Bethany Williams, AW20, Menswear, London.
While some designers and brands attempt to add a sustainable component to an existing fashion business, Bethany Williams has been steadily working on building a business where her approach to sustainability is intrinsic to the structure and motivation of the business. The sustainability in her work is also multi-faceted – not only through her use of materials that are only organic or recycled, but also the social component to the work.
For the Autumn-Winter 2020 Menswear collection entitled ‘No Recourse to Public Funds’, there is a symbiotic relationship between the themes behind the collection, the materials chosen, the approach to manufacturing and the social issues placed into the spotlight as a result. At its core, the collection is a collaboration with the Magpie Project», a charity that supports women and their young children who find themselves in a situation of deadlock. When people slip through the gaps of the welfare system, usually due to their immigration status, and are labelled as having ‘no recourse to public funds’ this can produce a situation where women are homeless and trying to take care of small children, but are unable to work, study or move, and are unable to have welfare support.
These ideas have been translated into tangible components of Williams’ collection through her textile-driven approach to fashion design. Illustrator Melissa Kitty Jarram visited the Magpie Project with Bethany on multiple occasions to hear the stories of the mothers and their children, and these ideas have been translated into the vibrant prints used in the collection. Inspiration has also been taken from the nurturing environment needed to take care of children. For example, old bedding has been repurposed and appears in the collection as padded and quilted clothes. The waste from a toy factory are also used in the collection – excess ribbons are used as ties to hold together tiers of the garments.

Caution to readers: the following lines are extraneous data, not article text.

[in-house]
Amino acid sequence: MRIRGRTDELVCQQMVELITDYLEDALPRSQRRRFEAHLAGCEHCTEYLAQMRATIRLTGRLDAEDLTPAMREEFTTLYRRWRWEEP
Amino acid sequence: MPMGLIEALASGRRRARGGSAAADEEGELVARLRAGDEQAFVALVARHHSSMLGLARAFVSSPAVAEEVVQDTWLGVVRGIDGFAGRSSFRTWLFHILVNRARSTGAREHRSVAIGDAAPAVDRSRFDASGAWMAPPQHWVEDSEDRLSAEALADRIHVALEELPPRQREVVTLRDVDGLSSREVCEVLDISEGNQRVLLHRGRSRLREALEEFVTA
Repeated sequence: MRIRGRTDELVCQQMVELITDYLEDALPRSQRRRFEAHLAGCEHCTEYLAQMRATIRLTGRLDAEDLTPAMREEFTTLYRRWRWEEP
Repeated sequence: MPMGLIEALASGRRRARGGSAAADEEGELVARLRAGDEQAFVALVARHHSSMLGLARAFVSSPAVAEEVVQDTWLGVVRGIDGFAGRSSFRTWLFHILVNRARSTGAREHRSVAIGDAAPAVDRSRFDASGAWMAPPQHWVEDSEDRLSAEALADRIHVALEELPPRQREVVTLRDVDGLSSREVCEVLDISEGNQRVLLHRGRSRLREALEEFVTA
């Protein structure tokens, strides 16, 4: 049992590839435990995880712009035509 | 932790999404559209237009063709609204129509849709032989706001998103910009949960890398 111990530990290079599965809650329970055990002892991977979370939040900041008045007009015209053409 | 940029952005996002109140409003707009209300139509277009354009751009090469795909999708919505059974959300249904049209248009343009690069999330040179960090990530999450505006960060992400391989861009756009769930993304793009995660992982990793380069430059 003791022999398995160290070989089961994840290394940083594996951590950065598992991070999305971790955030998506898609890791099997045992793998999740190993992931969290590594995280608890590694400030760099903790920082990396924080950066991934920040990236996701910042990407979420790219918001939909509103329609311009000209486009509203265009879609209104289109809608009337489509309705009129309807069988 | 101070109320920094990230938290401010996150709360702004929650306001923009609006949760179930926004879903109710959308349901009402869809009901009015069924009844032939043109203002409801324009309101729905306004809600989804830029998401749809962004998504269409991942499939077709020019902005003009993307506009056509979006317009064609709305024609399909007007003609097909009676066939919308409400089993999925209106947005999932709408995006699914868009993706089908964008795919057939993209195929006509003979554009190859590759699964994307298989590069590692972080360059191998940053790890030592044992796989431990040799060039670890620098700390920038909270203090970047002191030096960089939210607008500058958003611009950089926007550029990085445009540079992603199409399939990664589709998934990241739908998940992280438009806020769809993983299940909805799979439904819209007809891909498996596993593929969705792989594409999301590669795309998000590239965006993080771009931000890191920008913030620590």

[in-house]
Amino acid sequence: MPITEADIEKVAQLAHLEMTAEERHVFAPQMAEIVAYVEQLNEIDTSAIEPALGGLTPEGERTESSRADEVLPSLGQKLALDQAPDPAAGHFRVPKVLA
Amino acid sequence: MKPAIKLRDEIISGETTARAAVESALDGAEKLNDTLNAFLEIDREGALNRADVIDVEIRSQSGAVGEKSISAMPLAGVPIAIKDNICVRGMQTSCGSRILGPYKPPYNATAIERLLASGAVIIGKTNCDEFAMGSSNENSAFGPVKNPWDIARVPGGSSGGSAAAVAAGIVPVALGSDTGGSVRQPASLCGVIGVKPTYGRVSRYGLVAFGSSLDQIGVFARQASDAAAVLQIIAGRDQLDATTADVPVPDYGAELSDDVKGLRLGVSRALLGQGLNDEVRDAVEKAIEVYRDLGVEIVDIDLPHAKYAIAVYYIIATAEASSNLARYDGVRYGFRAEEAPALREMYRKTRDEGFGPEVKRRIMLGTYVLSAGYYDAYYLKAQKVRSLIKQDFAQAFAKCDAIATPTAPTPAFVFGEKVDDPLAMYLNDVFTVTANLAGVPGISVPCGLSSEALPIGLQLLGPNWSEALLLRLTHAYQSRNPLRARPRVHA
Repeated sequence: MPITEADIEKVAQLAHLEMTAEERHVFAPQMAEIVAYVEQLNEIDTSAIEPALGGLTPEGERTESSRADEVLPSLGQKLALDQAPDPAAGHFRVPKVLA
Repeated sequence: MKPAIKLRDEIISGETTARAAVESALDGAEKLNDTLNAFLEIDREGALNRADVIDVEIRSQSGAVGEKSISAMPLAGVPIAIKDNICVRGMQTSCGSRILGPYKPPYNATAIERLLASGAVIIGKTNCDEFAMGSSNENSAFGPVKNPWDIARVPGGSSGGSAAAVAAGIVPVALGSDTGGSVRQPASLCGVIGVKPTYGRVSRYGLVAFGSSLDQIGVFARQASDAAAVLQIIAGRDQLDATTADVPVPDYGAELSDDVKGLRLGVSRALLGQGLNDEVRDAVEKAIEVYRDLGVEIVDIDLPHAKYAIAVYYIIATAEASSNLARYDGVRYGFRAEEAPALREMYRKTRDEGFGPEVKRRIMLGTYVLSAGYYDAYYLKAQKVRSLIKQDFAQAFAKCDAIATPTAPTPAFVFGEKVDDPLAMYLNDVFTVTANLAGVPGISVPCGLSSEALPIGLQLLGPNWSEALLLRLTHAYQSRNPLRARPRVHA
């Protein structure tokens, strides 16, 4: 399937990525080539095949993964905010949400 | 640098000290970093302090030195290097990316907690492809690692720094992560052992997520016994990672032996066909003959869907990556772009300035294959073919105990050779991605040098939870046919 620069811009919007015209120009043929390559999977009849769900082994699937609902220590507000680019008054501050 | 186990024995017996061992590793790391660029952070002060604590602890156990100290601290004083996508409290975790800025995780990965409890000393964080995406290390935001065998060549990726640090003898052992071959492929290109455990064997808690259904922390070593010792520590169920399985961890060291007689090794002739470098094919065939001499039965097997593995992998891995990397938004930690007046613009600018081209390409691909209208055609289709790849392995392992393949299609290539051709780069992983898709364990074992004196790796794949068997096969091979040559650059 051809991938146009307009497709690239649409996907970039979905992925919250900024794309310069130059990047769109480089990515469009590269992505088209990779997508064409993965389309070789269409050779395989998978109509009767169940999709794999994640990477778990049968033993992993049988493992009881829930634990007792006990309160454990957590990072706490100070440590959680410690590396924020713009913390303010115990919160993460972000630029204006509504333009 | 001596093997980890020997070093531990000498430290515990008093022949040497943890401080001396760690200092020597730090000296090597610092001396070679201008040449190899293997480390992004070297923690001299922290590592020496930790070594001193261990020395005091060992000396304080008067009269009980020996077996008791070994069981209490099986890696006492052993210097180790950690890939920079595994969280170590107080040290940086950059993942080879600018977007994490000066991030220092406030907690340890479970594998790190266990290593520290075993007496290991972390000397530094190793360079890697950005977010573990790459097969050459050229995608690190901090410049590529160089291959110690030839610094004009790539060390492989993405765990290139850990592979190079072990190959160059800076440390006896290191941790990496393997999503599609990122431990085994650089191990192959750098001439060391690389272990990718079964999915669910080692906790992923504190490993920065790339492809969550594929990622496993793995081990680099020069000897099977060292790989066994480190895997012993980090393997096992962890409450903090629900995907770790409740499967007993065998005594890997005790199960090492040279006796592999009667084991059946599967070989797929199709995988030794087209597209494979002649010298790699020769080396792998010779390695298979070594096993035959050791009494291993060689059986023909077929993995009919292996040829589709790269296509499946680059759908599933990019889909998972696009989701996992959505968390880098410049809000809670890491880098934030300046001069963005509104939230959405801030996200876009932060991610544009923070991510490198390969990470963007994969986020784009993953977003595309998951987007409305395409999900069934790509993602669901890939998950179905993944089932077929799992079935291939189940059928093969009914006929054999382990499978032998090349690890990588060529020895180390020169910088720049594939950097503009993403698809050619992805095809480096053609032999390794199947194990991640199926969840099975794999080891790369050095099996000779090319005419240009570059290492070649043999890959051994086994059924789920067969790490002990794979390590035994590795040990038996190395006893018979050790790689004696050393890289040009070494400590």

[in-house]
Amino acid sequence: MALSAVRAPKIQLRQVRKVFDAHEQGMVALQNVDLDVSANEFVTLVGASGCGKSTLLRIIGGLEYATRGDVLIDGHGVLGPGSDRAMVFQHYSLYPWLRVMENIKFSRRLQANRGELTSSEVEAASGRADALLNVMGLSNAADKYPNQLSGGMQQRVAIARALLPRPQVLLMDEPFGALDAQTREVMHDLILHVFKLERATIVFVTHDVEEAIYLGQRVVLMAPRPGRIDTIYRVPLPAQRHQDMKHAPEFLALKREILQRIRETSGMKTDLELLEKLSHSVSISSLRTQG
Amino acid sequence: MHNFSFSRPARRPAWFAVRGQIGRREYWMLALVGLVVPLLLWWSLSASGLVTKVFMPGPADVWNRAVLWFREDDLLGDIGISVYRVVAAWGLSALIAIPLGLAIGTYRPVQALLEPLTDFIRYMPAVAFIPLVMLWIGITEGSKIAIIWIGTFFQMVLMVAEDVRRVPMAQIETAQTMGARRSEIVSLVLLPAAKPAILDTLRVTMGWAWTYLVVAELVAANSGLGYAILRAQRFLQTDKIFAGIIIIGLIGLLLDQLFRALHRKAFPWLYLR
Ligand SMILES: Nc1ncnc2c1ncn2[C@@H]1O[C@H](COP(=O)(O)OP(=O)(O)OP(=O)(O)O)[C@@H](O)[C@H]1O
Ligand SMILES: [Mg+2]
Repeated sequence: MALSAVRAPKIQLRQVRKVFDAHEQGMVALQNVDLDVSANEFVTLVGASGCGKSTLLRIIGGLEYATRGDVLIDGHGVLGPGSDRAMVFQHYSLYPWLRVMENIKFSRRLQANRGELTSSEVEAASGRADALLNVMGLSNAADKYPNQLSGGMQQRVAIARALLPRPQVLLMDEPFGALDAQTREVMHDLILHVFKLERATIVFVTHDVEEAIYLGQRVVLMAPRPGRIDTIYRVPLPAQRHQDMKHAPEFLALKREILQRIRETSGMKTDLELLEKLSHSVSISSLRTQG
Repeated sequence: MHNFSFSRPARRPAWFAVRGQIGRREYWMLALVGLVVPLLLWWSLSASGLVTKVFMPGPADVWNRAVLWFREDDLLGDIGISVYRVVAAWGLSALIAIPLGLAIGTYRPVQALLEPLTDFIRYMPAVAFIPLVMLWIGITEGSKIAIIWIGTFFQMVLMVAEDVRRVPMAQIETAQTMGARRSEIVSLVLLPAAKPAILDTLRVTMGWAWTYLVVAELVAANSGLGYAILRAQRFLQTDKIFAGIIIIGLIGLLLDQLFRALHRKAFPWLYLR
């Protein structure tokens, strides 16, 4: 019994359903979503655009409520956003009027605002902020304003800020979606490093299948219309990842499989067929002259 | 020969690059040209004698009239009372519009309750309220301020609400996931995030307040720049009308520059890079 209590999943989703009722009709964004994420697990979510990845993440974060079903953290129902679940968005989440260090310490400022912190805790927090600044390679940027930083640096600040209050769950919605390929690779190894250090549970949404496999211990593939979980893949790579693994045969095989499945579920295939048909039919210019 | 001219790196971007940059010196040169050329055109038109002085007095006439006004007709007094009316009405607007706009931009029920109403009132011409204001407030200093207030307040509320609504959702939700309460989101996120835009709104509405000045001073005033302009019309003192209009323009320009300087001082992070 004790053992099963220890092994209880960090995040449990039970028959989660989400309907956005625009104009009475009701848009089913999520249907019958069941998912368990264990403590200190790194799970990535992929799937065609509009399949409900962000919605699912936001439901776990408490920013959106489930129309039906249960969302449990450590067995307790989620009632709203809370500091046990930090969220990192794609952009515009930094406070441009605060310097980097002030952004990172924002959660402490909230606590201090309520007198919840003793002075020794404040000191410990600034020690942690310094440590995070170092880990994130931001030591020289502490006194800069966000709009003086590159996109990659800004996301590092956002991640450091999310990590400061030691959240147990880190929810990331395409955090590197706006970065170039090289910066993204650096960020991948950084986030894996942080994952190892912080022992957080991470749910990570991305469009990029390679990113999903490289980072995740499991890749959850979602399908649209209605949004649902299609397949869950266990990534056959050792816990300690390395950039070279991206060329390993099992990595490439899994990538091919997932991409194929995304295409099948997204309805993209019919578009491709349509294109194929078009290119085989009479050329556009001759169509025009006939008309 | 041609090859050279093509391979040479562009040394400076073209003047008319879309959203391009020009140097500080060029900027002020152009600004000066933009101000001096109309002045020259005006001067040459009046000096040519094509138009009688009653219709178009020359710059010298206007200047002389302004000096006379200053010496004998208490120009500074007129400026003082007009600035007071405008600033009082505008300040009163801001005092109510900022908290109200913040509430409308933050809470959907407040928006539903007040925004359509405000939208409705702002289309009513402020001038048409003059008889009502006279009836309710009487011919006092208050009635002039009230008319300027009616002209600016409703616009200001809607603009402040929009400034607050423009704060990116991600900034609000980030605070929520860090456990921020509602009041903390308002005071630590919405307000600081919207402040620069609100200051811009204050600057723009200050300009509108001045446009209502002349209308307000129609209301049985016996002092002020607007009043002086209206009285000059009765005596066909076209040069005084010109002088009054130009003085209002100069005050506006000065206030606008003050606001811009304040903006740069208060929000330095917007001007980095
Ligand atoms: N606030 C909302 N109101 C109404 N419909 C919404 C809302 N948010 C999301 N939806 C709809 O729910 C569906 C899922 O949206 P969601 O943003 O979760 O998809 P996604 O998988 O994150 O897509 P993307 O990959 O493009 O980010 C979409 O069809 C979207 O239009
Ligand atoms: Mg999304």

The very structure of the clothing also takes its inspiration from kidswear. Construction details such as snap closures, extra flaps and wooden buttons would not be out of place at a kids birthday party. Playful use of contrast on zippers, topstitching and internal seam binding also give flashes of colour in a way that is reminiscent of children’s wear without the overall silhouettes becoming too infantilised.
It is clear that the underlying motivation for the collections and projects comes from a place of being thoughtful and helpful rather than paying lip service to environmental or social sustainability. The knitwear in the collection has been created from yarn by Wool and the Gang, but Williams has also created a sock pattern with Wool and the Gang that can be downloaded for free and knitted up to create ‘Magpie socks’» to be donated for children or adults. This was based on the fact that socks were one of the most needed, yet least donated items to the Magpie Project.
Many people who are already working within the fashion industry, or who are studying to be fashion designers, are no doubt struggling with an existential crisis about how to exist ethically within the industry while using their existing skill-set and creativity. With this in mind, seeing how someone like Bethany Williams has approached the design of the whole business should give hope that there are ways to carve out new and more positive models. It’s just not enough to design the clothes anymore; you need to be thinking about how you design the business as well.
Images from Bethany Williams bethany-williams.com»